Cerebral inflammation and mobilization of the peripheral immune system following global hypoxia-ischemia in preterm sheep
1 School of Mental Health and Neuroscience, Maastricht University, Universiteitssingel 40, Maastricht, 6229 ER, The Netherlands
2 Department of Pediatrics, Maastricht University Medical Center, PO box 5800, Maastricht, 6202 AZ, The Netherlands
3 Department of Methodology and Statistics, Maastricht University, P. Debyeplein 1, Maastricht, 6229 HA, The Netherlands
4 Department of Biomedical Technology, Maastricht University, Universiteitssingel 50, Maastricht, 6229 ER, The Netherlands
5 Department of Transplantation Immunology, Tissue Typing Laboratory, Maastricht University Medical Center, PO box 5800, Maastricht, 6202 AZ, The Netherlands
6 Department of Internal Medicine, Division of Haematology, Maastricht University, Universiteitssingel 50, Maastricht, 6229 ER, The Netherlands
7 Department of Pathology, Maastricht University Medical Center, PO box 5800, Maastricht, 6202 AZ, The Netherlands
8 Department of Child Neurology, Maastricht University Medical Center, PO box 5800, Maastricht, 6202 AZ, The Netherlands
9 School of Oncology and Developmental Biology, Maastricht University, Universiteitssingel 50, Maastricht, 6229 ER, The Netherlands
10 Neonatal Intensive Care Unit, Maxima Medical Centre, De Run 4600, Veldhoven, 5504 DB, The Netherlands
11 Department of Clinical Physics, Maxima Medical Centre, De Run 4600, Veldhoven, 5504 DB, The Netherlands
Journal of Neuroinflammation 2013, 10:13 doi:10.1186/1742-2094-10-13Published: 24 January 2013
Hypoxic-ischemic encephalopathy (HIE) is one of the most important causes of brain injury in preterm infants. Preterm HIE is predominantly caused by global hypoxia-ischemia (HI). In contrast, focal ischemia is most common in the adult brain and known to result in cerebral inflammation and activation of the peripheral immune system. These inflammatory responses are considered to play an important role in the adverse outcomes following brain ischemia. In this study, we hypothesize that cerebral and peripheral immune activation is also involved in preterm brain injury after global HI.
Preterm instrumented fetal sheep were exposed to 25 minutes of umbilical cord occlusion (UCO) (n = 8) at 0.7 gestation. Sham-treated animals (n = 8) were used as a control group. Brain sections were stained for ionized calcium binding adaptor molecule 1 (IBA-1) to investigate microglial proliferation and activation. The peripheral immune system was studied by assessment of circulating white blood cell counts, cellular changes of the spleen and influx of peripheral immune cells (MPO-positive neutrophils) into the brain. Pre-oligodendrocytes (preOLs) and myelin basic protein (MBP) were detected to determine white matter injury. Electro-encephalography (EEG) was recorded to assess functional impairment by interburst interval (IBI) length analysis.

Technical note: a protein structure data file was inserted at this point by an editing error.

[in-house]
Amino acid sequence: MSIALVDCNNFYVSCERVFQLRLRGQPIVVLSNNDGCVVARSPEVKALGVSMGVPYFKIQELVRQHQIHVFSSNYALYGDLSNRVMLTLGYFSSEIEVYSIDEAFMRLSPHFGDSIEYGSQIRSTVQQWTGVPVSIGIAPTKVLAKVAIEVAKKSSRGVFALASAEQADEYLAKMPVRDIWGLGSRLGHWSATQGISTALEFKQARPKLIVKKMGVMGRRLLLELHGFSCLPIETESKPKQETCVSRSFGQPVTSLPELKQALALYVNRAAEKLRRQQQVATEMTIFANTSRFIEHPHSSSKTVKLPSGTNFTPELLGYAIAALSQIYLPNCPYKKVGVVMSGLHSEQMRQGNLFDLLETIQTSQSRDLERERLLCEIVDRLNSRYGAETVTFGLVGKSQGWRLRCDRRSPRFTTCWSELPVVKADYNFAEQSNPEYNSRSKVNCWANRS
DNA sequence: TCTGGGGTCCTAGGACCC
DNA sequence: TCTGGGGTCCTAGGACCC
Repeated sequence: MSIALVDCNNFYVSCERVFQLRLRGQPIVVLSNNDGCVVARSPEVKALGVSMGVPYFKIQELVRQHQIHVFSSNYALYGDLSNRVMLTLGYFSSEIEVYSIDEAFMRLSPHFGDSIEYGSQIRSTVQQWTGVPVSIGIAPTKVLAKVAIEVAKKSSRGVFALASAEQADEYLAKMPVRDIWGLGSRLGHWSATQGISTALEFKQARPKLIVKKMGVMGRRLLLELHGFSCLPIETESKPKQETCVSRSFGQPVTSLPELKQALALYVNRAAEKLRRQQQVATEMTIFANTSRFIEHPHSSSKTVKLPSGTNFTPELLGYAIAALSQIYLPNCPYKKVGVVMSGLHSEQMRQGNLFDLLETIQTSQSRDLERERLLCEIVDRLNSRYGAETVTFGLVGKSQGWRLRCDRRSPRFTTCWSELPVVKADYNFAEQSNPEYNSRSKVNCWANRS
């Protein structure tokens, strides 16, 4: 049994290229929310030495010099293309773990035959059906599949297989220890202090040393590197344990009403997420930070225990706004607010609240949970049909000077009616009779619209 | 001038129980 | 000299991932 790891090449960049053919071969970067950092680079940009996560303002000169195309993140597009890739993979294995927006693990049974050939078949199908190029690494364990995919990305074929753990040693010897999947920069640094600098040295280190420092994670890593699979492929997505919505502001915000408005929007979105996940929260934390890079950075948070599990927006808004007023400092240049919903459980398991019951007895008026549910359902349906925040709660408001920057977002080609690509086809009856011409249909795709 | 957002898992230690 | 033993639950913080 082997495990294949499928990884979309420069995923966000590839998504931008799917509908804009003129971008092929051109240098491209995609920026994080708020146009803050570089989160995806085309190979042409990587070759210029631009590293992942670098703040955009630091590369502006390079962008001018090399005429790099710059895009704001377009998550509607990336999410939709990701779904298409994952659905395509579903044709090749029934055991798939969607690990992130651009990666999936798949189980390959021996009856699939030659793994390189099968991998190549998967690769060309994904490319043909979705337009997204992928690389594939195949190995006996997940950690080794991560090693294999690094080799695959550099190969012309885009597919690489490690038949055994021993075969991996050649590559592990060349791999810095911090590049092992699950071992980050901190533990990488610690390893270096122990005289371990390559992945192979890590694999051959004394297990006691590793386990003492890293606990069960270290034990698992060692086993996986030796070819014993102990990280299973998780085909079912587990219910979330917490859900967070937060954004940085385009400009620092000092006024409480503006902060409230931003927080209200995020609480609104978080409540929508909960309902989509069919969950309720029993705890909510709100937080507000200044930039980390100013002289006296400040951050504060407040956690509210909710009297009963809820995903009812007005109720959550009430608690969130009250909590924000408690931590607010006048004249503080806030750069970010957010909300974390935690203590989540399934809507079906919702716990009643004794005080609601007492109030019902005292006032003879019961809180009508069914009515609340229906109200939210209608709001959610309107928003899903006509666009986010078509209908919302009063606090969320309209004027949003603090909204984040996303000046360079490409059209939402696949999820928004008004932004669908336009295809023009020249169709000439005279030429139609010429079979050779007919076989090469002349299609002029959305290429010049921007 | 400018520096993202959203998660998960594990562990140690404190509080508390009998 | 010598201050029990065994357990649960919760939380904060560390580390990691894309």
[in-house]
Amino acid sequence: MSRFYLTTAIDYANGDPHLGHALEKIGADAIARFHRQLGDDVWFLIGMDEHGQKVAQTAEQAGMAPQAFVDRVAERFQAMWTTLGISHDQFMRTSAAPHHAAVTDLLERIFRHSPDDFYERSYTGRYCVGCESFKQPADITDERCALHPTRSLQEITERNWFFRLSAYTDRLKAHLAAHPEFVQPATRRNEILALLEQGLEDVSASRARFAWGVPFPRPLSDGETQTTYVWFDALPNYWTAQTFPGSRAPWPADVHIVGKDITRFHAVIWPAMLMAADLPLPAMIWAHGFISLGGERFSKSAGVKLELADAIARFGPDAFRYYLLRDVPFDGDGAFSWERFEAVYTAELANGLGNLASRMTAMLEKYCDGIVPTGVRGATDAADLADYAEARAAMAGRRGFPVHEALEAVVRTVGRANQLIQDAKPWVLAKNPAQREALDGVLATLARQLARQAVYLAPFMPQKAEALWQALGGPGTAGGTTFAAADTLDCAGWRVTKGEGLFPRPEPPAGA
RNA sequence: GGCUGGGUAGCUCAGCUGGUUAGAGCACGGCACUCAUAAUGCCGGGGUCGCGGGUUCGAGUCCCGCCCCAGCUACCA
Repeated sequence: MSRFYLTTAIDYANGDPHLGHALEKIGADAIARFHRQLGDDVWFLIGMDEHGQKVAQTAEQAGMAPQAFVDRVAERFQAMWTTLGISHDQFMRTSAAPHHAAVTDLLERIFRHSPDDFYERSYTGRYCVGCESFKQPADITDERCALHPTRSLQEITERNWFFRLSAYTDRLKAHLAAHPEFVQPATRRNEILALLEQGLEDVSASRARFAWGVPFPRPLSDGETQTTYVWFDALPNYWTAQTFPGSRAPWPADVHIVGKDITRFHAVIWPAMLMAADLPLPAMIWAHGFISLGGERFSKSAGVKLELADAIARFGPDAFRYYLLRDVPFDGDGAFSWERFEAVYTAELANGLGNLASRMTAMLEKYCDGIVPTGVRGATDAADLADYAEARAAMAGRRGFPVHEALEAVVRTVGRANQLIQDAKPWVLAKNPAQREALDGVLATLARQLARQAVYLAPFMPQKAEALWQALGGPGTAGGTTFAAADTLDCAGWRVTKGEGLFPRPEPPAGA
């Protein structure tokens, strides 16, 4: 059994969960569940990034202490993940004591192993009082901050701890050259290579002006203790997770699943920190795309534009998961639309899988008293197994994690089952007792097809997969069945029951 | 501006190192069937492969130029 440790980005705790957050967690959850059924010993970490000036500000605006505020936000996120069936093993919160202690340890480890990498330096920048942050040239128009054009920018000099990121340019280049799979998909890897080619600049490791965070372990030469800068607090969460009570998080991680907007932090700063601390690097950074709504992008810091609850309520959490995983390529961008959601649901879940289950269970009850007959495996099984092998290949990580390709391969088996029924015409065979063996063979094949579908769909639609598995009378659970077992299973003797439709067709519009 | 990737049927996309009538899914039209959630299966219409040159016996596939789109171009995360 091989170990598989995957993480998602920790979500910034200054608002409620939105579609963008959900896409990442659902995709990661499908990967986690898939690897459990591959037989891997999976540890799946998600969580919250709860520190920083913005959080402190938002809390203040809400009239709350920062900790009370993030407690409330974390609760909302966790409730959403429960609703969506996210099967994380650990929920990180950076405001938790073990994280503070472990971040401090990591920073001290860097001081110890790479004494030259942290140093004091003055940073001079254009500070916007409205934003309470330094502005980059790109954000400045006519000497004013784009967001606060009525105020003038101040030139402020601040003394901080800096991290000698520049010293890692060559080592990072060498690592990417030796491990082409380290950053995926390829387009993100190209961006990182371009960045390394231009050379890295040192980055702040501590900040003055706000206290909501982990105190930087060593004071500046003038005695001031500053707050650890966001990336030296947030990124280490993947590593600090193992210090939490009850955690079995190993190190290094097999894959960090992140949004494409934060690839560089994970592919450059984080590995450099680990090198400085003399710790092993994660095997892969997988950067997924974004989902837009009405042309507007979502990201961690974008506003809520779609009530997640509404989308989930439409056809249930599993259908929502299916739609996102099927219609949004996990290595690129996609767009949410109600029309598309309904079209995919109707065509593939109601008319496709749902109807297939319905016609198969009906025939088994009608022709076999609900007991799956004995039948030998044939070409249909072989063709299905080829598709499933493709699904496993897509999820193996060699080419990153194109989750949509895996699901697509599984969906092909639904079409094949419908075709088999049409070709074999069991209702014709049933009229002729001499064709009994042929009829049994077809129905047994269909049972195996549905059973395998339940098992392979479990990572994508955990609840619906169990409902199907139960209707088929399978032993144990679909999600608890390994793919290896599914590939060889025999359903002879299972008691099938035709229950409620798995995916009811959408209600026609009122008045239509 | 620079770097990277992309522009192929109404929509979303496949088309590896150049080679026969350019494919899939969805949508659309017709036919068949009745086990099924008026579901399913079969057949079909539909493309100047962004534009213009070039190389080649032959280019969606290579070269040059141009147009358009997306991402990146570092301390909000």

Global HI resulted in profound activation and proliferation of microglia in the hippocampus, periventricular and subcortical white matter. In addition, non-preferential mobilization of white blood cells into the circulation was observed within 1 day after global HI and a significant influx of neutrophils into the brain was detected 7 days after the global HI insult. Furthermore, global HI resulted in marked involution of the spleen, which could not be explained by increased splenic apoptosis. In concordance with cerebral inflammation, global HI induced severe brain atrophy, region-specific preOL vulnerability, hypomyelination and persistent suppressed brain function.
Our data provided evidence that global HI in preterm ovine fetuses resulted in profound cerebral inflammation and mobilization of the peripheral innate immune system. These inflammatory responses were paralleled by marked injury and functional loss of the preterm brain. Further understanding of the interplay between preterm brain inflammation and activation of the peripheral immune system following global HI will contribute to the development of future therapeutic interventions in preterm HIE.